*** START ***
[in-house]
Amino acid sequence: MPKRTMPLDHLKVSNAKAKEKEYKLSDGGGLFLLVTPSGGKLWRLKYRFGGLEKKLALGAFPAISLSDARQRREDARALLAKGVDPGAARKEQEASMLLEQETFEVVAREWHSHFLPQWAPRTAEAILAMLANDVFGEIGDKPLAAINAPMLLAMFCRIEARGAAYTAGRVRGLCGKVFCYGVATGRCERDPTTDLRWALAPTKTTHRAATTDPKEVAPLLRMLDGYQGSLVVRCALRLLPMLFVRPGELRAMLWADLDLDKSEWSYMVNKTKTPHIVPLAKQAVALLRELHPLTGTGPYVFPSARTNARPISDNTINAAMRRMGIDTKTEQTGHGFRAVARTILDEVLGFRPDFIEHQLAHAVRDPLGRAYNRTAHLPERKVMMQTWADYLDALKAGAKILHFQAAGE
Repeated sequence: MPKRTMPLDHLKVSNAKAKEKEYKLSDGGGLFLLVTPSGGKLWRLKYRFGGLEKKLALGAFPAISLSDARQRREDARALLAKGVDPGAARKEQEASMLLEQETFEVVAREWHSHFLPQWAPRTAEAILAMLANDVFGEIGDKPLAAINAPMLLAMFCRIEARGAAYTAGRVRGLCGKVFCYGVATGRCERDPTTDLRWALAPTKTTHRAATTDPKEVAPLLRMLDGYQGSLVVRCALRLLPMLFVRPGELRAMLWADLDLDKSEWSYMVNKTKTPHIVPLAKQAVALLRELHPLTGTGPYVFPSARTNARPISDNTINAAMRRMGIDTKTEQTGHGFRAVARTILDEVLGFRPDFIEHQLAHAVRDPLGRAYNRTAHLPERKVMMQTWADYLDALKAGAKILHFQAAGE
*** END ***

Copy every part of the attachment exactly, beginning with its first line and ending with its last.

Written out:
[in-house]
Amino acid sequence: MPKRTMPLDHLKVSNAKAKEKEYKLSDGGGLFLLVTPSGGKLWRLKYRFGGLEKKLALGAFPAISLSDARQRREDARALLAKGVDPGAARKEQEASMLLEQETFEVVAREWHSHFLPQWAPRTAEAILAMLANDVFGEIGDKPLAAINAPMLLAMFCRIEARGAAYTAGRVRGLCGKVFCYGVATGRCERDPTTDLRWALAPTKTTHRAATTDPKEVAPLLRMLDGYQGSLVVRCALRLLPMLFVRPGELRAMLWADLDLDKSEWSYMVNKTKTPHIVPLAKQAVALLRELHPLTGTGPYVFPSARTNARPISDNTINAAMRRMGIDTKTEQTGHGFRAVARTILDEVLGFRPDFIEHQLAHAVRDPLGRAYNRTAHLPERKVMMQTWADYLDALKAGAKILHFQAAGE
Repeated sequence: MPKRTMPLDHLKVSNAKAKEKEYKLSDGGGLFLLVTPSGGKLWRLKYRFGGLEKKLALGAFPAISLSDARQRREDARALLAKGVDPGAARKEQEASMLLEQETFEVVAREWHSHFLPQWAPRTAEAILAMLANDVFGEIGDKPLAAINAPMLLAMFCRIEARGAAYTAGRVRGLCGKVFCYGVATGRCERDPTTDLRWALAPTKTTHRAATTDPKEVAPLLRMLDGYQGSLVVRCALRLLPMLFVRPGELRAMLWADLDLDKSEWSYMVNKTKTPHIVPLAKQAVALLRELHPLTGTGPYVFPSARTNARPISDNTINAAMRRMGIDTKTEQTGHGFRAVARTILDEVLGFRPDFIEHQLAHAVRDPLGRAYNRTAHLPERKVMMQTWADYLDALKAGAKILHFQAAGE